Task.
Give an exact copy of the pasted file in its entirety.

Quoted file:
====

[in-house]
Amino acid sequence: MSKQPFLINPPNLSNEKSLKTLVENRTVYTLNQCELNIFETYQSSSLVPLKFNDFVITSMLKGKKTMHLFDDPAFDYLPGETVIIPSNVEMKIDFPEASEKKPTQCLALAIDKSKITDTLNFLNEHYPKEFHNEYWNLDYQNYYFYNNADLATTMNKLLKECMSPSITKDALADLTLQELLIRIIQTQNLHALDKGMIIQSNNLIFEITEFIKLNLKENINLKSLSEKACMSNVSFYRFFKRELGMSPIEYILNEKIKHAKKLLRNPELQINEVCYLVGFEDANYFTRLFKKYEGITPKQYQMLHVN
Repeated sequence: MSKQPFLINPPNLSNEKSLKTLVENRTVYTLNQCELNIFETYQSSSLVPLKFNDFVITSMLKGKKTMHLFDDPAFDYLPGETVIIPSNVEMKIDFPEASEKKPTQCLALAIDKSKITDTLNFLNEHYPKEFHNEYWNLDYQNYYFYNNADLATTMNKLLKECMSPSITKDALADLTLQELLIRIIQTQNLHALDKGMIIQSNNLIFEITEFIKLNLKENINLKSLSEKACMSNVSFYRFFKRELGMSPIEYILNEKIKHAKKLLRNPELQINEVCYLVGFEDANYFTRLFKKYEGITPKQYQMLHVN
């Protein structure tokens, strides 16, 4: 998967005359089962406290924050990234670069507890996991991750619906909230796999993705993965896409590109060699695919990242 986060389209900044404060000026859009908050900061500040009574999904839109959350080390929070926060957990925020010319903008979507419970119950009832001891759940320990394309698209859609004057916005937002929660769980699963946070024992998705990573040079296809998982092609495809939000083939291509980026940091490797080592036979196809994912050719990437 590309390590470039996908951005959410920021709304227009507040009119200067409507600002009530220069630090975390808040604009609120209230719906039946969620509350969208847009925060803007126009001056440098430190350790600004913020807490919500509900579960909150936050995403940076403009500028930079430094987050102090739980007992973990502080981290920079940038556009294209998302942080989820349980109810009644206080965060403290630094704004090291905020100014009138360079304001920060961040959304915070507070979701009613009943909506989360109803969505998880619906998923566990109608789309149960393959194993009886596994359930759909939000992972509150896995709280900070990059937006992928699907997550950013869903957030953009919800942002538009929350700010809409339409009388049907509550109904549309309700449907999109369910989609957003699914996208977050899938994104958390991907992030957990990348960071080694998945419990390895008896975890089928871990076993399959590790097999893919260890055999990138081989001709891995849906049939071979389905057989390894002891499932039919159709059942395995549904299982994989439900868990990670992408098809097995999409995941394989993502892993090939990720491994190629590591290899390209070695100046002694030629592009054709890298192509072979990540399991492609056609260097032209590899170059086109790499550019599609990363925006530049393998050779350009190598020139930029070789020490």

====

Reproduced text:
[in-house]
Amino acid sequence: MSKQPFLINPPNLSNEKSLKTLVENRTVYTLNQCELNIFETYQSSSLVPLKFNDFVITSMLKGKKTMHLFDDPAFDYLPGETVIIPSNVEMKIDFPEASEKKPTQCLALAIDKSKITDTLNFLNEHYPKEFHNEYWNLDYQNYYFYNNADLATTMNKLLKECMSPSITKDALADLTLQELLIRIIQTQNLHALDKGMIIQSNNLIFEITEFIKLNLKENINLKSLSEKACMSNVSFYRFFKRELGMSPIEYILNEKIKHAKKLLRNPELQINEVCYLVGFEDANYFTRLFKKYEGITPKQYQMLHVN
Repeated sequence: MSKQPFLINPPNLSNEKSLKTLVENRTVYTLNQCELNIFETYQSSSLVPLKFNDFVITSMLKGKKTMHLFDDPAFDYLPGETVIIPSNVEMKIDFPEASEKKPTQCLALAIDKSKITDTLNFLNEHYPKEFHNEYWNLDYQNYYFYNNADLATTMNKLLKECMSPSITKDALADLTLQELLIRIIQTQNLHALDKGMIIQSNNLIFEITEFIKLNLKENINLKSLSEKACMSNVSFYRFFKRELGMSPIEYILNEKIKHAKKLLRNPELQINEVCYLVGFEDANYFTRLFKKYEGITPKQYQMLHVN
């Protein structure tokens, strides 16, 4: 998967005359089962406290924050990234670069507890996991991750619906909230796999993705993965896409590109060699695919990242 986060389209900044404060000026859009908050900061500040009574999904839109959350080390929070926060957990925020010319903008979507419970119950009832001891759940320990394309698209859609004057916005937002929660769980699963946070024992998705990573040079296809998982092609495809939000083939291509980026940091490797080592036979196809994912050719990437 590309390590470039996908951005959410920021709304227009507040009119200067409507600002009530220069630090975390808040604009609120209230719906039946969620509350969208847009925060803007126009001056440098430190350790600004913020807490919500509900579960909150936050995403940076403009500028930079430094987050102090739980007992973990502080981290920079940038556009294209998302942080989820349980109810009644206080965060403290630094704004090291905020100014009138360079304001920060961040959304915070507070979701009613009943909506989360109803969505998880619906998923566990109608789309149960393959194993009886596994359930759909939000992972509150896995709280900070990059937006992928699907997550950013869903957030953009919800942002538009929350700010809409339409009388049907509550109904549309309700449907999109369910989609957003699914996208977050899938994104958390991907992030957990990348960071080694998945419990390895008896975890089928871990076993399959590790097999893919260890055999990138081989001709891995849906049939071979389905057989390894002891499932039919159709059942395995549904299982994989439900868990990670992408098809097995999409995941394989993502892993090939990720491994190629590591290899390209070695100046002694030629592009054709890298192509072979990540399991492609056609260097032209590899170059086109790499550019599609990363925006530049393998050779350009190598020139930029070789020490």